“It is our hope that an agreement can be reached on a budget compromise for the legislature to take up when we return in September,” House Democratic leaders wrote in an email to caucus members.
This may be a little ambitious. The next private negotiating session over the budget isn’t until the end of August.
But at the end of last week, the governor’s office suggested they might add another talking session on Tuesday.
Sununu rejects last Dems offer over budget stalemate
Gov. Sununu said he remains hopeful there will be a deal reached to end the state budget impasse.
But he confirmed that, in his mind, the latest proposal from Democratic legislative leaders offered last Friday wasn’t going to cut it.
House Democrats outlined in an email to caucus members the details of what to do with as much as $22 million in “savings” that will come from spending at 2018 levels throughout state government during the 90 days of the current continuing resolution.
Democrats want to take half of those monies to pay for an as yet-to-be-negotiated pay raise for state workers.
The other half would give business tax owners a “tax credit” for having paid higher rates under the business profits and enterprise taxes during the first two quarters of 2019.
Under this plan, the business tax rates would go up and state laws already in place that cut those tax rates would be repealed as of July 1.
House Majority Leader Doug Ley, D-Jaffrey, and Finance Chairman Mary Jane Wallner, D-Concord, briefed the members.
“To our disappointment, our proposal was summarily rejected by the governor and he has not yet offered any counter-proposals. At this point we are waiting on the governor for a counter-proposal while still working toward a solution. Despite good-faith efforts by the legislature to negotiate an agreement, the governor has not shown any signs that he is willing to compromise,” Ley and Wallner wrote.
Sununu said the latest gambit was a step backward.
“What they brought in and proposed was another opportunity to raise taxes long-term,” Sununu said, alluding to a pay raise paid for with budget surplus money that may not be there in the years to come.
“I have always said that is a non-starter.”
The governor said, from his perspective, the fight is between House and Senate Democrats over how to spend that large surplus and not create a $100 million structural deficit.
“It is really the House and Senate Democrats who have to come forward on how to spend those dollars. They just have to work among themselves. I am letting them do that. I am still very hopeful. I think (Senator) Lou D’Allesandro and Senator (Donna) Soucy really understand you have to take politics out of this,” Sununu said.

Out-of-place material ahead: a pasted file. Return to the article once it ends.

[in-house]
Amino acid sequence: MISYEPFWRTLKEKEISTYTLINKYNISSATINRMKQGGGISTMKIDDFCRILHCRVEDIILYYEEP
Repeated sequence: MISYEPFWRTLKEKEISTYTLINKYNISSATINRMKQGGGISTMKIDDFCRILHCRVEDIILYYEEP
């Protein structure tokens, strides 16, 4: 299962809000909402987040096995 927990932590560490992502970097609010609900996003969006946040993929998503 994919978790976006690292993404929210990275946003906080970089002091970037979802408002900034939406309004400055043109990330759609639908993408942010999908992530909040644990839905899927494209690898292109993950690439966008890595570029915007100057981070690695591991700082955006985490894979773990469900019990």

Another CR ‘glitch’
We’ve already reported how the continuing resolution, or CR, that allows state government to function without an adopted state budget has had a few glitches.
The CR gives all agencies only three months of money that was budgeted, not actually spent, during the same period in 2018.
This resulted in 10 state agencies asking for “waivers” of one kind or another to accept or spend nearly $80 million over those targets. For example, state parks use up roughly half of their annual budget during the first three months of the fiscal year since it’s the booming summer tourism season.
At the end of August, the Legislative Fiscal Committee will confront another challenge: State employees are paid every two weeks. During the first quarter of 2018 there were six pay periods. In 2019, there are seven.
All state agencies will essentially run out of money to meet their last payrolls at the end of September without the waivers they will most certainly be granted once those requests are processed.
One councilor wants MacDonald to get another shot
Executive Councilor Russell Prescott, R-Kingston, said now that the Democratic majority has secured a judgeship in the Superior Court for Martin Honigberg, he’d like them to give Attorney General Gordon MacDonald another look as a Supreme Court justice.
Honigberg served as legal counsel to Democratic governors and chaired the Public Utilities Commission.
The council last month rejected MacDonald as Sununu’s pick to be chief justice along party lines, 3-2.
“I am not happy for Gordon’s sake. He has lived an exemplary life, and he is selflessly serving our state as our attorney general,” Prescott said in a commentary.
“Setting that aside, I am even more concerned that the political reasons given to block his confirmation undermine the rights of the people of New Hampshire to have impartial judges and an independent judiciary.”
The council majority doesn’t appear open to giving MacDonald’s candidacy a redo.